Open Symbian: New World Order or Big Yawn?
Is Symbian finding its way back through FOSS? "Symbian is on its way out," says Martin Espinoza, a blogger at Hyperlogos. "Even Nokia knows it, which is why their flagship product -- the N900 -- is based on Linux." On the other hand, the news "is a fine example of a near monopoly graciously sharing with the world in order to compete fairly and with better products," says blogger Robert Pogson.
Feb 8, 2010 5:00 AM PT
It's not every day that a major operating system gets opened up, never mind one that leads the global market in its category.
Android is no longer the only big kid on the open source mobile block, it seems, and the scales are now tipped considerably more in FOSS' direction.
Could this be the beginning of a New Open Source World Order -- at least in the mobile world?
Knowing Linux bloggers would have plenty to say on the topic, Linux Girl couldn't resist taking a small, informal poll. What will it all mean for smartphones -- or for FOSS?
'On Its Way Out'
"It's hard to say what will happen with Symbian since they appear to be open sourcing to gain lost mind-share," Montreal consultant and Slashdot blogger Gerhard Mack told LinuxInsider.
However, "it may very well be too late to gain the developer mind-share back now that we have Apple and Google both getting most of the attention," he added.
Indeed, "Symbian is on its way out," agreed Martin Espinoza, a blogger at Hyperlogos. "Even Nokia knows it, which is why their flagship product -- the N900 -- is based on Linux.
"Unfortunately, Nokia's Maemo is not entirely Free and Open," Espinoza told LinuxInsider. "I suspect that the big advantage will be the eventual ability to run Symbian apps on other platforms... which is not that big."
'The Problem of Mind-Share'
"A big yawn" was one blogger's assessment of the news.
"A quick search of the wiki at developer.symbian.org shows that the developer toolkit, including the x86 phone emulator, is Windows-only," noted Barbara Hudson, a blogger on Slashdot who goes by "Tom" on the site.
Ignoring that for a moment, however, "there's still the problem of mind-share in the noosphere," she added.
Five years ago, the news would have been interesting, Hudson told LinuxInsider, "but look at how much the field has changed in the last three years," she added. " Apple JesusPhones, Androids, and Crackberries all have their own App Stores, and the first two phones didn't even exist four years ago."
Windows Mobile, meanwhile, "is swirling around the drain," she opined.
'Won't Make Much Difference'
It actually took until last May for Nokia to get its own app store, "and most people don't even know it exists," Hudson pointed out. A quick look through it, in fact, reveals that "they don't have much: 248 apps, 75 games, 31 audio-visual ... 354 apps in total for the default phone."
Even the BlackBerry -- "which you don't think of as a game platform -- has over 1,000 games," she said.
Nokia's recent move to make its navigation app free "is a good one," Hudson opined, "but they're responding to moves made by the competition, not being the innovator forcing others to play catch-up."
So, in short, "I'd have to say that open sourcing Symbian won't make much difference to anyone," she concluded.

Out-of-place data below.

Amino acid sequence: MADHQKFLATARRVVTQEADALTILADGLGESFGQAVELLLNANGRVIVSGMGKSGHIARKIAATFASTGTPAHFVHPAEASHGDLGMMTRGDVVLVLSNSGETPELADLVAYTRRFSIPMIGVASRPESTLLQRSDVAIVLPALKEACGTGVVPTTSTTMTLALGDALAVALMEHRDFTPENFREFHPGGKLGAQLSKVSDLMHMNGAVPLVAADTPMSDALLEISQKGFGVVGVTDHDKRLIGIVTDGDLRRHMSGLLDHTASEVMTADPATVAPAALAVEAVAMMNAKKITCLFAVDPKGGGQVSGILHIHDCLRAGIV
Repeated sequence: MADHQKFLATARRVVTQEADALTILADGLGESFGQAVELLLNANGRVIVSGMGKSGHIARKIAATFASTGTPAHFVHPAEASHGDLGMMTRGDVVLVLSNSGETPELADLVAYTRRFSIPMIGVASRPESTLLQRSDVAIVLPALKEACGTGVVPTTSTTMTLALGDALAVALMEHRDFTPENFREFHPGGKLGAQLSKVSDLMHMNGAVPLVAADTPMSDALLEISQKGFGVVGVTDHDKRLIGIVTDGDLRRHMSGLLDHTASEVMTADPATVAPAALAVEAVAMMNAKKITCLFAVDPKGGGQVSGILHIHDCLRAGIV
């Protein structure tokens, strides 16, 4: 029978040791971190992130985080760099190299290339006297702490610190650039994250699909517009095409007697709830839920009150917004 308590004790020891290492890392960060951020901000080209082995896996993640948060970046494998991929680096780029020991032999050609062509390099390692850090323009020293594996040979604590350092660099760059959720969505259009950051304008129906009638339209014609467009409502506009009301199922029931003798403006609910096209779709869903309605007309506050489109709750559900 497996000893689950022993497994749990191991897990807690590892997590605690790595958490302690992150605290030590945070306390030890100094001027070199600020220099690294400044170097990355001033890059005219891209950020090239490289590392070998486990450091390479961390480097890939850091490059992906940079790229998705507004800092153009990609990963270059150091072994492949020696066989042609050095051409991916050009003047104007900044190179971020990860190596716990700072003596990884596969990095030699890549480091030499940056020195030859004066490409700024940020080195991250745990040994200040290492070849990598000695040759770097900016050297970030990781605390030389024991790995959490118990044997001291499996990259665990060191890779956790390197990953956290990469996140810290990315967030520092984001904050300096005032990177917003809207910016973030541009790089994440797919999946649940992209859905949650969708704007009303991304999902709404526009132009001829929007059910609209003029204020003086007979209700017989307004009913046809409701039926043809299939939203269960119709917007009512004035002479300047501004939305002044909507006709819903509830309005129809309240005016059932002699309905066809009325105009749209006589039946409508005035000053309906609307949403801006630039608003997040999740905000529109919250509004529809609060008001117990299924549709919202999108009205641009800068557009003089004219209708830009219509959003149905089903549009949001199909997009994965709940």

A Matter of Hardware
How much difference it makes, in fact, will be more up to hardware manufacturers and networks than to Symbian, Slashdot blogger hairyfeet asserted. "After all, you could download the code for a TiVo all day long, but without the hardware key, what good was having the code?"
Cellphone providers "like to create artificial barriers to raise prices," hairyfeet told LinuxInsider. "How many times have we seen that you could buy a phone from provider A and it would have all these great features, but buy the same phone from B and it would have been crippled from the factory to disallow those features?
"If everyone has access to the hardware, that kind of software crippling the phone won't work, and then they either have to let everyone have ALL the features, or have special phones built with hardware disabling," he pointed out.
"So, while I wish Symbian luck, I think it is more up to the networks and hardware manufacturers than it is the OS with regards to phones," hairyfeet concluded. "After all, with no drivers for the hardware it doesn't really matter WHAT OS code you do/don't have access to, does it?"
'How Different from M$!'
Still, hardware questions notwithstanding, the news "is a fine example of a near monopoly graciously sharing with the world in order to compete fairly and with better products," blogger Robert Pogson opined. "How different from M$!"
Symbian's move will likely "draw in lots of participation from small businesses and individuals with new ideas for these gadgets," Pogson told LinuxInsider. "It will surely help Symbian compete with GNU/Linux in that space and may eventually result in Symbian expanding into other lines of computer devices, even the PC."
That, in turn, "is a good thing," he concluded. "Competition stimulates ideas and gives us better products at lower prices."
'The Way Things Are Done'
Indeed, whether or not it expands into tablets or other devices, the move will likely provide an alternative for developers now wary of Android because of the inherent competition with Google's Nexus One.
Either way, though, the move is laudable, and it sets a fine example for makers of the world's other operating systems, Linux Girl would suggest.
Will it launch a new, open source revolution? Probably not. But with every major player that embraces FOSS, the idea becomes a little less "alternative" and a little more "the way things are done."